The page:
In a place where there can never be enough images of the country’s predominant religious icon it might be disrespectful for me to say it: another day, another Buddha. But this one, installed in an annex at Wat Traimit near Bangkok’s Chinatown district is especially mindblowing. The largest of its kind in the world, it is thought to be about 900 years old, stands (or rather sits) about 10 feet tall, and is comprised of 11,000 pounds of solid 18K gold.

Legend has it that back in the latter part of the 18th century when Burma invaded Thailand and sacked what is now Bangkok, this Buddha was covered entirely in plaster to hide its worth. It seems hard to believe, but apparently whoever did the plastering kept that information to himself because it wasn’t until almost 200 years later in 1957 when it was being moved to Wat Traimit that an accident led to the discovery of the true stuff of which this Buddha was made.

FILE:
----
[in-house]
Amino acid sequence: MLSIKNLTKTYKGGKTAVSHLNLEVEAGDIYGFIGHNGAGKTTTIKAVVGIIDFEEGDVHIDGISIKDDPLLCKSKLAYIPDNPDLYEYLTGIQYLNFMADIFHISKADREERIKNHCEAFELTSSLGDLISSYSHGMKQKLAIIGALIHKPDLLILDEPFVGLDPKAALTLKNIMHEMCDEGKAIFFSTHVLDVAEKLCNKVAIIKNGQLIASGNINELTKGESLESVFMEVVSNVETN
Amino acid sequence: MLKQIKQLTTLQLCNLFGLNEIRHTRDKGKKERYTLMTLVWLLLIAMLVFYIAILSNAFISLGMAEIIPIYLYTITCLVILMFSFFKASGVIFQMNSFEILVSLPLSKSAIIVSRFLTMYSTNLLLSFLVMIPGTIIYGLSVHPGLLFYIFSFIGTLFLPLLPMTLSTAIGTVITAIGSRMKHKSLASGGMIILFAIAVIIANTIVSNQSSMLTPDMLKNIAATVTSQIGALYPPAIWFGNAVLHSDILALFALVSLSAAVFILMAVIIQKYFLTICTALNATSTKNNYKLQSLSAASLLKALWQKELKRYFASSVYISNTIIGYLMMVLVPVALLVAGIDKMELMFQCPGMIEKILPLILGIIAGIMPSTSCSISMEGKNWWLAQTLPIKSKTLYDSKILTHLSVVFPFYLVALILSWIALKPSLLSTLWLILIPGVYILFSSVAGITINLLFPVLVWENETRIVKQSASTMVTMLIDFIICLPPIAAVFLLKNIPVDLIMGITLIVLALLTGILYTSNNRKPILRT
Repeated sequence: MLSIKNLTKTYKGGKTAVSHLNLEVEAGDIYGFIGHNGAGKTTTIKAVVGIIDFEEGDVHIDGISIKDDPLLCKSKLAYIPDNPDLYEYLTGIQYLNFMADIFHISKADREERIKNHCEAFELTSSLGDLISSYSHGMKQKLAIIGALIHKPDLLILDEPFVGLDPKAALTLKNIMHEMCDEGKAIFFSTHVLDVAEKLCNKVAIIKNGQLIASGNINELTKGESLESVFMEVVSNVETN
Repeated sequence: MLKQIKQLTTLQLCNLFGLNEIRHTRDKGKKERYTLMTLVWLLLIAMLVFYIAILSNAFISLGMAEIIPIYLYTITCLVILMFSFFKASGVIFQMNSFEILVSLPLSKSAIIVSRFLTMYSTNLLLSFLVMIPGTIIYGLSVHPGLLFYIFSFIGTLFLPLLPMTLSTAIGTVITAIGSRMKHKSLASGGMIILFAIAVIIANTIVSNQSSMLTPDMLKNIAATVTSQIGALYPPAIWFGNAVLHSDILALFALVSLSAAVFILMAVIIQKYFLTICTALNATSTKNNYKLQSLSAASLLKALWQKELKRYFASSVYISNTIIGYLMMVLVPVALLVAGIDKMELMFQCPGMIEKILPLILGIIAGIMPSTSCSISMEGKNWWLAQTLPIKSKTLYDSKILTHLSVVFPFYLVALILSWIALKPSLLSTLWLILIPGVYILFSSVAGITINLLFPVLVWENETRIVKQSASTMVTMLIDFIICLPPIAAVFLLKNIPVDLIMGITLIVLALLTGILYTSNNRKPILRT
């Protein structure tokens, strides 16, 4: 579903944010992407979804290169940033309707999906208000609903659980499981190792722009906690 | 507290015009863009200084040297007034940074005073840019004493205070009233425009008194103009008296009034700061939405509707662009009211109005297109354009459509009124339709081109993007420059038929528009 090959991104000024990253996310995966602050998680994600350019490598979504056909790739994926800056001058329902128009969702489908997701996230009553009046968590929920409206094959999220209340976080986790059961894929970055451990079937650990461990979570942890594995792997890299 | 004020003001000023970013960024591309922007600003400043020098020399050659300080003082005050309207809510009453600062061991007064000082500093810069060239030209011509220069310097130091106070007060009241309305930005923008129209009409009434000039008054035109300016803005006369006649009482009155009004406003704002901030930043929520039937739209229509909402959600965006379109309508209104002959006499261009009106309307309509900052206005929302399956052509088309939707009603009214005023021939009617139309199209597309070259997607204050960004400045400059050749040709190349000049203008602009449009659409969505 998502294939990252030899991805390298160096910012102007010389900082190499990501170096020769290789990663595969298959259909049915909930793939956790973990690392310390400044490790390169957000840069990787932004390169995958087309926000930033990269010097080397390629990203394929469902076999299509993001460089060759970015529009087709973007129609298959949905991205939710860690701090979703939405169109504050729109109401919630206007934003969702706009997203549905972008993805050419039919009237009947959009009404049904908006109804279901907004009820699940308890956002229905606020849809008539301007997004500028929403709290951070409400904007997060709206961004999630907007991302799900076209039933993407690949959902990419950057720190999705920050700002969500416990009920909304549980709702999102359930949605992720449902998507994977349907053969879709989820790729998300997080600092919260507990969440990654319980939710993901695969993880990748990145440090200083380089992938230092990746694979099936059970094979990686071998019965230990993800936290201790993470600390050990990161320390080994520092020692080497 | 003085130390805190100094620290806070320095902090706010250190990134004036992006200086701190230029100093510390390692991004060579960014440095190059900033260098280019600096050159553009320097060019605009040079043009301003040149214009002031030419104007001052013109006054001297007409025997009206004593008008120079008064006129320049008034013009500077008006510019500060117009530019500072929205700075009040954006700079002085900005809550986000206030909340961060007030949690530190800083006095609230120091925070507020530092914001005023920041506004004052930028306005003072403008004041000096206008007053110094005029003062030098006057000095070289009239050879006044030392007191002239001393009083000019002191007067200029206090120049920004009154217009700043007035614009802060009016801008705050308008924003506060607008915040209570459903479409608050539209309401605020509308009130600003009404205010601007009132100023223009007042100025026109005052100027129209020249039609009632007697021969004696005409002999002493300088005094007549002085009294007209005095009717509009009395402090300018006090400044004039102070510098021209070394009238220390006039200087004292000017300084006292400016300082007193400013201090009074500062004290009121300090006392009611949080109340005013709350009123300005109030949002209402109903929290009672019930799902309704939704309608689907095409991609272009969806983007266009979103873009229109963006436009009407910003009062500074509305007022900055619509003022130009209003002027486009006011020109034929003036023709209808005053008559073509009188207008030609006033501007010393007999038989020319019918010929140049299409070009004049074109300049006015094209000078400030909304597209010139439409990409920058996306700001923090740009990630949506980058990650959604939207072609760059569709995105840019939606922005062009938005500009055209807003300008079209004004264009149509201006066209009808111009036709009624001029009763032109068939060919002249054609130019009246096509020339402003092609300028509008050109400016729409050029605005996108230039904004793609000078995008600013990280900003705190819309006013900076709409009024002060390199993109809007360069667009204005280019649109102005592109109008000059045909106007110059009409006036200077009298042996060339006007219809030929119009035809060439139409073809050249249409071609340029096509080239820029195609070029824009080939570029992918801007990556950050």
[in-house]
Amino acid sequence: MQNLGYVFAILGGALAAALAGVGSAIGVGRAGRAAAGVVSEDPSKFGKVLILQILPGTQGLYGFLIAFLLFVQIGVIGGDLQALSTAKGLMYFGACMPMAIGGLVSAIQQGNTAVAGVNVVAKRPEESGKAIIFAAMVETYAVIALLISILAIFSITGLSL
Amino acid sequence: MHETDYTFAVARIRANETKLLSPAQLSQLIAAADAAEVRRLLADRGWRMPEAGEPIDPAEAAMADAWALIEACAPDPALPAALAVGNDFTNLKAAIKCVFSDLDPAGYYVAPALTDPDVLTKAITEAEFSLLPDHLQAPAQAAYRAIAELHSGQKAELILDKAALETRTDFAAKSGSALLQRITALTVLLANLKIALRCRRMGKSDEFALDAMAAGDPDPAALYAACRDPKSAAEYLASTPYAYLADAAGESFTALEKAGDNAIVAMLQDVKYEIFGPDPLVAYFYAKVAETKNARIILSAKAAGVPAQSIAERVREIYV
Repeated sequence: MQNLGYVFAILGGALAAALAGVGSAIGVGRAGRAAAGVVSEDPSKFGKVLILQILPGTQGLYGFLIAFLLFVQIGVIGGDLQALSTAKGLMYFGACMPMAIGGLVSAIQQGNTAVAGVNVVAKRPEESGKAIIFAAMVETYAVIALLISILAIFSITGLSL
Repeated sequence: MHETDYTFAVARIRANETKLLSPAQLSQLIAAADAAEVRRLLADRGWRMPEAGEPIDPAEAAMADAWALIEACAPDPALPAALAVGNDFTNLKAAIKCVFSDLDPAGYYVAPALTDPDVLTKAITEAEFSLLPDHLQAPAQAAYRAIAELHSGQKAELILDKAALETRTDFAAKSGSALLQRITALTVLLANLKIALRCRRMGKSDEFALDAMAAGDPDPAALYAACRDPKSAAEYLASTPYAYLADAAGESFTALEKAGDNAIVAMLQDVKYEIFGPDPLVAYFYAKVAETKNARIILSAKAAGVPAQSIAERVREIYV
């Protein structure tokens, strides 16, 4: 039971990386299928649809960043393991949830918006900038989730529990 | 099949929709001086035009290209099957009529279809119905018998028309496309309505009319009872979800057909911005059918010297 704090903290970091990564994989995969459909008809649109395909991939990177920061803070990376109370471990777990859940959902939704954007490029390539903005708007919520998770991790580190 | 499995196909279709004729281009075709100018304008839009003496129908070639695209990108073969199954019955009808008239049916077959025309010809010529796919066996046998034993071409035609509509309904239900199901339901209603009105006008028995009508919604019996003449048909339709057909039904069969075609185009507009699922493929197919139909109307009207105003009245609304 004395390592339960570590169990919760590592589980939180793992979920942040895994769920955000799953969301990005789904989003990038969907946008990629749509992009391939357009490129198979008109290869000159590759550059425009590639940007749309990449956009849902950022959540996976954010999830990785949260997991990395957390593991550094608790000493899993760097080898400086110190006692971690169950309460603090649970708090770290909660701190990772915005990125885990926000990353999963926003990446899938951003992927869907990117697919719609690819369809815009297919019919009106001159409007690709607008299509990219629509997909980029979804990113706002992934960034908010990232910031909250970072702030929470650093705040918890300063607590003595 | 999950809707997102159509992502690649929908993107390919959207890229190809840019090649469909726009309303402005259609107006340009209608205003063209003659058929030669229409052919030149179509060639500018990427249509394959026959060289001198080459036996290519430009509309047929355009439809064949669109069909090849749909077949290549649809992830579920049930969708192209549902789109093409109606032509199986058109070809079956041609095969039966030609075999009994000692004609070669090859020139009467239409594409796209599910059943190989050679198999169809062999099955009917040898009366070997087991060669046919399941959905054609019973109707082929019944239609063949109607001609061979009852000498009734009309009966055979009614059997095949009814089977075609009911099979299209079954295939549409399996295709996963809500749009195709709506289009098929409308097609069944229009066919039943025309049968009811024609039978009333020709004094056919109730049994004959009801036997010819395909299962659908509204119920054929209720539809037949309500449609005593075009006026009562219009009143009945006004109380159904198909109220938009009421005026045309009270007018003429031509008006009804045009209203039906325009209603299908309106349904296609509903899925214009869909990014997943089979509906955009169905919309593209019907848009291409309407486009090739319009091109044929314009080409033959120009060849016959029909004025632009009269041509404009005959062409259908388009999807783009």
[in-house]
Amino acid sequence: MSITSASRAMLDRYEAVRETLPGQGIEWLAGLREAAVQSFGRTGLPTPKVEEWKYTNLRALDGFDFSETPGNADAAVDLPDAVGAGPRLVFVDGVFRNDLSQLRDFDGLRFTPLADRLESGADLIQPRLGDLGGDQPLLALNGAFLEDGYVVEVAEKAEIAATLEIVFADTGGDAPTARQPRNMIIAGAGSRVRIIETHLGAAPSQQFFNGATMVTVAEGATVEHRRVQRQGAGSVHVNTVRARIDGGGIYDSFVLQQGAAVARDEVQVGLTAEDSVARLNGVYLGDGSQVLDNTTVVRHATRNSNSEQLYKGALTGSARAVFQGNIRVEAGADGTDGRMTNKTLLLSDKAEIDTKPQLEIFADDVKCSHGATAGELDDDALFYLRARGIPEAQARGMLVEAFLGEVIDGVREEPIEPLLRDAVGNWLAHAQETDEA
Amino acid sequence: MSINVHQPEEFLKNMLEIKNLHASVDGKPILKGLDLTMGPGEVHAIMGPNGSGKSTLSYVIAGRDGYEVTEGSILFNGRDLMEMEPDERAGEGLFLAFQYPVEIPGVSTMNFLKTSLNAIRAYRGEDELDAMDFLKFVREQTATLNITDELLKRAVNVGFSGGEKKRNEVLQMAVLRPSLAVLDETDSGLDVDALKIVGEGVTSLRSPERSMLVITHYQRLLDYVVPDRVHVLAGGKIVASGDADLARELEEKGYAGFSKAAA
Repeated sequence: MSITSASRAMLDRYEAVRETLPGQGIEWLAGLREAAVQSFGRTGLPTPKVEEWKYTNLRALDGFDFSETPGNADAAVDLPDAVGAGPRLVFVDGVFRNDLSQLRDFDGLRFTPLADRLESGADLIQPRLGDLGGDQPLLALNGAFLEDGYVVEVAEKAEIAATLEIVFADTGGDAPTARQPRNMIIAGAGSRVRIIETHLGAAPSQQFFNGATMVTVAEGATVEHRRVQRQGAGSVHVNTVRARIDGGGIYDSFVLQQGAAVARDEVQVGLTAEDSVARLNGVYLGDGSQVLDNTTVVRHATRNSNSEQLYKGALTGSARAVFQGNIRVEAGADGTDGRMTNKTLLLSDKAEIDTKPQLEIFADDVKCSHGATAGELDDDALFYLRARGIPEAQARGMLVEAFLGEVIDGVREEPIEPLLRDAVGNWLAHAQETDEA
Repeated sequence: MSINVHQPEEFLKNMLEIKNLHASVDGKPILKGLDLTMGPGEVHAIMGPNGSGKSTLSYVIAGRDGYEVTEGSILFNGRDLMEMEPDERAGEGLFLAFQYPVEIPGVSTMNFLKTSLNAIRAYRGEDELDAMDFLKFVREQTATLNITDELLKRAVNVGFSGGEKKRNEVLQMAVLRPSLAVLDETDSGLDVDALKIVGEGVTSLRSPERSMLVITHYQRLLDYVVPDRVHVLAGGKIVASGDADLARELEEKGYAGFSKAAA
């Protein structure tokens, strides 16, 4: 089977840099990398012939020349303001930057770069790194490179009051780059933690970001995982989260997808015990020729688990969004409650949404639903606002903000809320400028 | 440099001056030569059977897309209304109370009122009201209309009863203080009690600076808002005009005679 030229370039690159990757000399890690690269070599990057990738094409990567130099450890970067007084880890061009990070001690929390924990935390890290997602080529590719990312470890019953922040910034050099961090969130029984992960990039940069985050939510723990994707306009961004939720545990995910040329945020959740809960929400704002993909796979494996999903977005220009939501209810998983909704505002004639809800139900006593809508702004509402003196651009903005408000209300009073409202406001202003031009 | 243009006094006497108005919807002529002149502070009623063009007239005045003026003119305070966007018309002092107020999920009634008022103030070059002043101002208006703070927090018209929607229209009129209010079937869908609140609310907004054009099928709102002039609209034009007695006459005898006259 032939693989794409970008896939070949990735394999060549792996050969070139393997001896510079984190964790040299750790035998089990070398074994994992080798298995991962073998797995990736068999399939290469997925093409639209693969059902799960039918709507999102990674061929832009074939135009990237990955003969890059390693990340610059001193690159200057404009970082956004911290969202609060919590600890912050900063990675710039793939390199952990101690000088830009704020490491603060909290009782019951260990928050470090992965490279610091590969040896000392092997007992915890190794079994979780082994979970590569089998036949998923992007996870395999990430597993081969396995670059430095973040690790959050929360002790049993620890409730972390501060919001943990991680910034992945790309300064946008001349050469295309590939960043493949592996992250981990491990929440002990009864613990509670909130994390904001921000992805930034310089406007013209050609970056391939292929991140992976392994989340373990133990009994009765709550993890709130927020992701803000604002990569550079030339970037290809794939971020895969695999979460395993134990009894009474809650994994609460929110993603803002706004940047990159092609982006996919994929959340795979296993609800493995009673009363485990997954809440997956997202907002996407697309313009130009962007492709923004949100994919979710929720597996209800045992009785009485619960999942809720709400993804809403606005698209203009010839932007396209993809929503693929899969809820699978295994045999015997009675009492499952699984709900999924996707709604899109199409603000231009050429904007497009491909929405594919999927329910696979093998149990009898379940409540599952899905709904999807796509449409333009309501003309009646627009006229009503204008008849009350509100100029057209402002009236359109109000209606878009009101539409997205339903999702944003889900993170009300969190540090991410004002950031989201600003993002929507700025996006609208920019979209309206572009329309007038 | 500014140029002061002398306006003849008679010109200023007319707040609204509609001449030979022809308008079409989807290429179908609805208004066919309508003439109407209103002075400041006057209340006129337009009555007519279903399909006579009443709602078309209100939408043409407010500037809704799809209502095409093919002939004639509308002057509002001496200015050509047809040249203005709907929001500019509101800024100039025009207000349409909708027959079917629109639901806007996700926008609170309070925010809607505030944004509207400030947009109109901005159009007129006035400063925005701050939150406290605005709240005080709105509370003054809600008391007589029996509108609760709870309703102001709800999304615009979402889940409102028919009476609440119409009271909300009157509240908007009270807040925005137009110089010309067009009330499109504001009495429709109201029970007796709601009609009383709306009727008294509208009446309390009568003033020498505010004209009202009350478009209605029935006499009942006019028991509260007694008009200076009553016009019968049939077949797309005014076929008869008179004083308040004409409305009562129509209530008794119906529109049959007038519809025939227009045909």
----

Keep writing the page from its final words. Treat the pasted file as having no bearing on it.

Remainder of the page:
And yeah, I did the math. At today’s posted price of $1400 an ounce, retail value on this fine fella would be $246,400,000.

Which is why religion and religious idolatry always flummoxes me to no end. Because if I were Fearless King of the Land, I’d risk the outrage of my subjects and perhaps buddhists the world over, and order this one be replaced with an exact replica made of solid plaster and gold paint. Then I’d auction this thing to the highest bidder and take that quarter-billion-dollar ocean of money and make my country that much better a place.

But that’s just me.